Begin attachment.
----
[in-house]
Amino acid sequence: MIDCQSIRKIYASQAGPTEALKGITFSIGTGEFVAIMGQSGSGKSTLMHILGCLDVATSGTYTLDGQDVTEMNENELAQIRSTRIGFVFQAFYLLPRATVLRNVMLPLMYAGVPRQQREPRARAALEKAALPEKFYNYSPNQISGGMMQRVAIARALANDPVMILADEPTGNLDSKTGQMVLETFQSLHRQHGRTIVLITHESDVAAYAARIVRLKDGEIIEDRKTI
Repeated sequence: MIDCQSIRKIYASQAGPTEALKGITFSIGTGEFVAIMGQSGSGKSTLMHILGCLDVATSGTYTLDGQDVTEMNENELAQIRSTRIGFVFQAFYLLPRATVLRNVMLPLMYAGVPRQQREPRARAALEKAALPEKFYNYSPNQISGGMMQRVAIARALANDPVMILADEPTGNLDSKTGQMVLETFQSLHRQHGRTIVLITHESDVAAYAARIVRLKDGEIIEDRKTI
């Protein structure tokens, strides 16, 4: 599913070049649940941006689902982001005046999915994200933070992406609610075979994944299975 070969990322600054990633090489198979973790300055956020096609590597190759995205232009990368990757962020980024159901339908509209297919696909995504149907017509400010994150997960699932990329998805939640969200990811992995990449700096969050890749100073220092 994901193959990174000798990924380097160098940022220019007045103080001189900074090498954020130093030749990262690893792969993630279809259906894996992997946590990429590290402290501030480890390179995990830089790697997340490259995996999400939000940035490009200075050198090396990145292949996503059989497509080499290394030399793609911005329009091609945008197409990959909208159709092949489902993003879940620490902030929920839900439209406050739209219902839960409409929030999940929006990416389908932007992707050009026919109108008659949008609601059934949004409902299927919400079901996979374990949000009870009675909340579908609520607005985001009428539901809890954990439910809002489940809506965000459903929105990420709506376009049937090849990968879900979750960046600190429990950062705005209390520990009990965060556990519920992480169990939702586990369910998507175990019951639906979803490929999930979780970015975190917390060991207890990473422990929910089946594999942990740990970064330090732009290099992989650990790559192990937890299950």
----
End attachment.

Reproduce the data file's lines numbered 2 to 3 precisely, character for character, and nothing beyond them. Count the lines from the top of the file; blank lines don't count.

Amino acid sequence: MIDCQSIRKIYASQAGPTEALKGITFSIGTGEFVAIMGQSGSGKSTLMHILGCLDVATSGTYTLDGQDVTEMNENELAQIRSTRIGFVFQAFYLLPRATVLRNVMLPLMYAGVPRQQREPRARAALEKAALPEKFYNYSPNQISGGMMQRVAIARALANDPVMILADEPTGNLDSKTGQMVLETFQSLHRQHGRTIVLITHESDVAAYAARIVRLKDGEIIEDRKTI
Repeated sequence: MIDCQSIRKIYASQAGPTEALKGITFSIGTGEFVAIMGQSGSGKSTLMHILGCLDVATSGTYTLDGQDVTEMNENELAQIRSTRIGFVFQAFYLLPRATVLRNVMLPLMYAGVPRQQREPRARAALEKAALPEKFYNYSPNQISGGMMQRVAIARALANDPVMILADEPTGNLDSKTGQMVLETFQSLHRQHGRTIVLITHESDVAAYAARIVRLKDGEIIEDRKTI